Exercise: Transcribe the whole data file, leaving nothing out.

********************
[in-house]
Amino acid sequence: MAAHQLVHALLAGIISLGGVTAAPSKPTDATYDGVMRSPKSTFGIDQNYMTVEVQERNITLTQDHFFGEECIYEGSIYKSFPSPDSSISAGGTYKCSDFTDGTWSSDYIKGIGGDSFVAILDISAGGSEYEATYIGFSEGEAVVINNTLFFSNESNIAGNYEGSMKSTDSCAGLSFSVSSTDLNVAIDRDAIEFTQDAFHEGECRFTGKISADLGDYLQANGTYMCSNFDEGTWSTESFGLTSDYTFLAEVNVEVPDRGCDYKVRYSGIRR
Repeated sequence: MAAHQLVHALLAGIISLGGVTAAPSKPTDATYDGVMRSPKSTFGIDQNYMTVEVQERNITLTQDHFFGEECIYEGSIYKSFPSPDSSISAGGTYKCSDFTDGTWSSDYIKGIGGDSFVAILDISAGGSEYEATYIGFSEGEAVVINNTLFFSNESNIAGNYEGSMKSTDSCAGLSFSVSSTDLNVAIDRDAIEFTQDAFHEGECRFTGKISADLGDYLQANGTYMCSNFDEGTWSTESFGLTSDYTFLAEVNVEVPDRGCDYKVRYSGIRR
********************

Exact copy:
[in-house]
Amino acid sequence: MAAHQLVHALLAGIISLGGVTAAPSKPTDATYDGVMRSPKSTFGIDQNYMTVEVQERNITLTQDHFFGEECIYEGSIYKSFPSPDSSISAGGTYKCSDFTDGTWSSDYIKGIGGDSFVAILDISAGGSEYEATYIGFSEGEAVVINNTLFFSNESNIAGNYEGSMKSTDSCAGLSFSVSSTDLNVAIDRDAIEFTQDAFHEGECRFTGKISADLGDYLQANGTYMCSNFDEGTWSTESFGLTSDYTFLAEVNVEVPDRGCDYKVRYSGIRR
Repeated sequence: MAAHQLVHALLAGIISLGGVTAAPSKPTDATYDGVMRSPKSTFGIDQNYMTVEVQERNITLTQDHFFGEECIYEGSIYKSFPSPDSSISAGGTYKCSDFTDGTWSSDYIKGIGGDSFVAILDISAGGSEYEATYIGFSEGEAVVINNTLFFSNESNIAGNYEGSMKSTDSCAGLSFSVSSTDLNVAIDRDAIEFTQDAFHEGECRFTGKISADLGDYLQANGTYMCSNFDEGTWSTESFGLTSDYTFLAEVNVEVPDRGCDYKVRYSGIRR